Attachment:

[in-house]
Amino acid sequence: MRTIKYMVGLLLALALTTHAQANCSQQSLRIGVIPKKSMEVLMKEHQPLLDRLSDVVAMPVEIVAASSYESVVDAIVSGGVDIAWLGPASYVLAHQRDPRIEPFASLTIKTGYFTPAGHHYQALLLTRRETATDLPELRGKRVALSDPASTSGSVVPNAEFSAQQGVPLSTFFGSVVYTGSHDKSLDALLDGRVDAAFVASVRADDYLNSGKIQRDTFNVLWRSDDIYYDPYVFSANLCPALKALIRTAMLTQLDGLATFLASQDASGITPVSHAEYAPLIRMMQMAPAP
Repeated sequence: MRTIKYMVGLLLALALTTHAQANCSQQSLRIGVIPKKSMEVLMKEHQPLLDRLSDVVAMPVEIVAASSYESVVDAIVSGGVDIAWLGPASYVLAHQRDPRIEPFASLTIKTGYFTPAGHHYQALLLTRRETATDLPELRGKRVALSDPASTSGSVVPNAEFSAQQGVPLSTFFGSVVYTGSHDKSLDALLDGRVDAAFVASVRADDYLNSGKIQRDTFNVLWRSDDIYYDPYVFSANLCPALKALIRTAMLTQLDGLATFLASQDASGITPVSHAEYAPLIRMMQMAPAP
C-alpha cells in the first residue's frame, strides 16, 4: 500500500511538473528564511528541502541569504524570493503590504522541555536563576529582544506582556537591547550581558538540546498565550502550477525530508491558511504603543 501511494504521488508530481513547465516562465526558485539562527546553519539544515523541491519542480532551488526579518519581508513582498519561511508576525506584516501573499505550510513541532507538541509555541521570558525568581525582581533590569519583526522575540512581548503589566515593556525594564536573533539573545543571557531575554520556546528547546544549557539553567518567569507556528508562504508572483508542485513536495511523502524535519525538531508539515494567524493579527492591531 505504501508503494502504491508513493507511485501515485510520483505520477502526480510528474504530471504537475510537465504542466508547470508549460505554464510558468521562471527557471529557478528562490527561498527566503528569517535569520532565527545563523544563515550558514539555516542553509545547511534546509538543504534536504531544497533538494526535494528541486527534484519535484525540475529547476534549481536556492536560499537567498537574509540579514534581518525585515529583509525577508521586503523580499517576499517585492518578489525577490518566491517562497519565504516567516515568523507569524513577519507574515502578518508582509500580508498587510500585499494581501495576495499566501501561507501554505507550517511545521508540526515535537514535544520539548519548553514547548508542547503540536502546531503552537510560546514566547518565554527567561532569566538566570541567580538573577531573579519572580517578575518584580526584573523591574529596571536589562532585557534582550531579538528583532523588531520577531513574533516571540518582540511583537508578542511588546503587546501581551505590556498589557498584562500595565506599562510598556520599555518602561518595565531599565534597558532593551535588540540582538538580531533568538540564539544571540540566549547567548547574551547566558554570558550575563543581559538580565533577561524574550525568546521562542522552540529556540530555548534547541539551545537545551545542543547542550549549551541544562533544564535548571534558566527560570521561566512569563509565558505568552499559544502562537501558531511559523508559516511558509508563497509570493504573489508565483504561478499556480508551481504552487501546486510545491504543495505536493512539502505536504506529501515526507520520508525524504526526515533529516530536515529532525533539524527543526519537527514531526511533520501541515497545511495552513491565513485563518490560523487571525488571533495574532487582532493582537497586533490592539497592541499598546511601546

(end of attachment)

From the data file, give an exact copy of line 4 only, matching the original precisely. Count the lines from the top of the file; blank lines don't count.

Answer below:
C-alpha cells in the first residue's frame, strides 16, 4: 500500500511538473528564511528541502541569504524570493503590504522541555536563576529582544506582556537591547550581558538540546498565550502550477525530508491558511504603543 501511494504521488508530481513547465516562465526558485539562527546553519539544515523541491519542480532551488526579518519581508513582498519561511508576525506584516501573499505550510513541532507538541509555541521570558525568581525582581533590569519583526522575540512581548503589566515593556525594564536573533539573545543571557531575554520556546528547546544549557539553567518567569507556528508562504508572483508542485513536495511523502524535519525538531508539515494567524493579527492591531 505504501508503494502504491508513493507511485501515485510520483505520477502526480510528474504530471504537475510537465504542466508547470508549460505554464510558468521562471527557471529557478528562490527561498527566503528569517535569520532565527545563523544563515550558514539555516542553509545547511534546509538543504534536504531544497533538494526535494528541486527534484519535484525540475529547476534549481536556492536560499537567498537574509540579514534581518525585515529583509525577508521586503523580499517576499517585492518578489525577490518566491517562497519565504516567516515568523507569524513577519507574515502578518508582509500580508498587510500585499494581501495576495499566501501561507501554505507550517511545521508540526515535537514535544520539548519548553514547548508542547503540536502546531503552537510560546514566547518565554527567561532569566538566570541567580538573577531573579519572580517578575518584580526584573523591574529596571536589562532585557534582550531579538528583532523588531520577531513574533516571540518582540511583537508578542511588546503587546501581551505590556498589557498584562500595565506599562510598556520599555518602561518595565531599565534597558532593551535588540540582538538580531533568538540564539544571540540566549547567548547574551547566558554570558550575563543581559538580565533577561524574550525568546521562542522552540529556540530555548534547541539551545537545551545542543547542550549549551541544562533544564535548571534558566527560570521561566512569563509565558505568552499559544502562537501558531511559523508559516511558509508563497509570493504573489508565483504561478499556480508551481504552487501546486510545491504543495505536493512539502505536504506529501515526507520520508525524504526526515533529516530536515529532525533539524527543526519537527514531526511533520501541515497545511495552513491565513485563518490560523487571525488571533495574532487582532493582537497586533490592539497592541499598546511601546